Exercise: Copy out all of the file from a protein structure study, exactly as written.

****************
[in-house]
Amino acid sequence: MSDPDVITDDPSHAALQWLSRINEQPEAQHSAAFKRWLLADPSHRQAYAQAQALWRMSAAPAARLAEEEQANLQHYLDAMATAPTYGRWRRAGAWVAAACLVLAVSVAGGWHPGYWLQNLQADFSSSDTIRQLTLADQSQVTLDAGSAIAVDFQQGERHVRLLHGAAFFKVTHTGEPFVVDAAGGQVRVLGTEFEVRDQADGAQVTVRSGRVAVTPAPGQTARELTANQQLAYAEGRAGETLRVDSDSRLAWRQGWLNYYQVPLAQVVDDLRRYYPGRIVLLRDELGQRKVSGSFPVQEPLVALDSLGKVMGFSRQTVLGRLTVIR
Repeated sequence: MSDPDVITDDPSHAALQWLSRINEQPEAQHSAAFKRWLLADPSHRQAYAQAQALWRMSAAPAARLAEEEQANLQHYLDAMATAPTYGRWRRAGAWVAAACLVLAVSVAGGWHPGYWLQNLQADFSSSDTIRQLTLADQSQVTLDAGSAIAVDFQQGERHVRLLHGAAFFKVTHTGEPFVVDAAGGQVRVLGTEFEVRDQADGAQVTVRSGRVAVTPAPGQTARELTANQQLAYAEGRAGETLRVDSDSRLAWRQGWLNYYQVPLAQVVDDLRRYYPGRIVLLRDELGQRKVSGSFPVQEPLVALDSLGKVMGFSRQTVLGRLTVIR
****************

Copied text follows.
[in-house]
Amino acid sequence: MSDPDVITDDPSHAALQWLSRINEQPEAQHSAAFKRWLLADPSHRQAYAQAQALWRMSAAPAARLAEEEQANLQHYLDAMATAPTYGRWRRAGAWVAAACLVLAVSVAGGWHPGYWLQNLQADFSSSDTIRQLTLADQSQVTLDAGSAIAVDFQQGERHVRLLHGAAFFKVTHTGEPFVVDAAGGQVRVLGTEFEVRDQADGAQVTVRSGRVAVTPAPGQTARELTANQQLAYAEGRAGETLRVDSDSRLAWRQGWLNYYQVPLAQVVDDLRRYYPGRIVLLRDELGQRKVSGSFPVQEPLVALDSLGKVMGFSRQTVLGRLTVIR
Repeated sequence: MSDPDVITDDPSHAALQWLSRINEQPEAQHSAAFKRWLLADPSHRQAYAQAQALWRMSAAPAARLAEEEQANLQHYLDAMATAPTYGRWRRAGAWVAAACLVLAVSVAGGWHPGYWLQNLQADFSSSDTIRQLTLADQSQVTLDAGSAIAVDFQQGERHVRLLHGAAFFKVTHTGEPFVVDAAGGQVRVLGTEFEVRDQADGAQVTVRSGRVAVTPAPGQTARELTANQQLAYAEGRAGETLRVDSDSRLAWRQGWLNYYQVPLAQVVDDLRRYYPGRIVLLRDELGQRKVSGSFPVQEPLVALDSLGKVMGFSRQTVLGRLTVIR